|Full name||Edwin Stanley Brown|
|Died||1972 (age 74)
Edwin Stanley "Nigger" Brown (1898–1972) was an Australian rugby league footballer of the 1910s and 1920s. A Queensland state and Australian international representative centre, he played club football in Toowoomba for Newtown.
Brown, an Anglo-Australian who was nicknamed "Nigger" because of his fair complexion (or perhaps because of his use of the "Nigger Brown" variety of Kiwi shoe polish), became Toowoomba's first rugby league international when he was selected to go on the 1921–22 Kangaroo tour of Great Britain, during which he played four matches.
Brown forged a world-class centre combination with Tom Gorman in the famous Toowoomba sides of the 1920s, and in 1925 injured his ankle playing in their win over the New Zealand national side before a crowd of around 5,000 in Toowoomba.
Brown later served as a judge for Sunday Herald's player of the season award. He was also president of the Toowoomba Rugby League during the early 1950s and became a local councillor in Toowoomba. He was Kangaroo Tour manager in 1954.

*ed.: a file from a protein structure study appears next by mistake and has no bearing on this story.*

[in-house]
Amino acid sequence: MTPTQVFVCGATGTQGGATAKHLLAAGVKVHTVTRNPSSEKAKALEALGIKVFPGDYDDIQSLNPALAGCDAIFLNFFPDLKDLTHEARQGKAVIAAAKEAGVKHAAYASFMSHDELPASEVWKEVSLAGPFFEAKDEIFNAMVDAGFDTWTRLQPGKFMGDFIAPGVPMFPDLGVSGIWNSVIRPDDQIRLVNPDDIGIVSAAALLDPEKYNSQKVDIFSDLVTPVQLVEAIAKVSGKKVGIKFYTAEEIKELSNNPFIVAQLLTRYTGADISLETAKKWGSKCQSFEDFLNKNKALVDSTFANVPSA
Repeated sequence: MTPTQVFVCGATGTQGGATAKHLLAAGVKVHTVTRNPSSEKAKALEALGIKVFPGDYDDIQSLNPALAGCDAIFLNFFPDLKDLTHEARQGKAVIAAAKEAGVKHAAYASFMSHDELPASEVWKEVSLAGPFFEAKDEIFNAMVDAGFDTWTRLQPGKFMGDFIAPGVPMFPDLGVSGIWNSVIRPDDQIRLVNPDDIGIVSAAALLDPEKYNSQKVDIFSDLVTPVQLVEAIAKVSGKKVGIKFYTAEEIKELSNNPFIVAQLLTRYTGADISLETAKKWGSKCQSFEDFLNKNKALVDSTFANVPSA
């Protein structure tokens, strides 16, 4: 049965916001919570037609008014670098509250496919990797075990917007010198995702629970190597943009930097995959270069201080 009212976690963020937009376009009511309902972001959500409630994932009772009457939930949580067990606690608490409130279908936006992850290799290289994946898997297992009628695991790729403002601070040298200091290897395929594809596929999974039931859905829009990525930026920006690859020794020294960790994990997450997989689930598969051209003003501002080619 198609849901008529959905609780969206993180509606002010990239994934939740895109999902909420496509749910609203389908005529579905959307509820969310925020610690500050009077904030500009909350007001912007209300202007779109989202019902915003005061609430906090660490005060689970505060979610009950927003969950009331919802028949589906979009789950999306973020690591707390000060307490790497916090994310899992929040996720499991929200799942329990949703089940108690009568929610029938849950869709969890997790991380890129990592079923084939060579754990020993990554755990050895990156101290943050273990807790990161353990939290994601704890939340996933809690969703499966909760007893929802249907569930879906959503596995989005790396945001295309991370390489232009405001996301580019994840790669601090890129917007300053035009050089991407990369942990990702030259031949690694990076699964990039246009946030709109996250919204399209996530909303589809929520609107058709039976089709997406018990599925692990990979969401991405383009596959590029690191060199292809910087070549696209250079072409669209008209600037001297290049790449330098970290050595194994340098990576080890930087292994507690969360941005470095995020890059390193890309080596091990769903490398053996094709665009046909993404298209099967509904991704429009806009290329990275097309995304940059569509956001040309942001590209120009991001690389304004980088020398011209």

The "E S 'Nigger' Brown Stand" later became the subject of a book, The N Word: One Man's Stand, by Stephen Hagan who campaigned for its removal. When the stand was demolished in September 2008, the Toowoomba Sports Ground Inc decided not to use the "Nigger" nickname in future references to Brown.
- also known as "Edward" Stanley Brown
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- "'Nigger' Brown issue laid to rest at last". Brisbane Times. Fairfax Media. 17 February 2009. Retrieved 20 February 2011.
- "Controversial stand to be demolished". Brisbane Times. Australia: Fairfax Media. 22 May 2007. Retrieved 20 February 2011.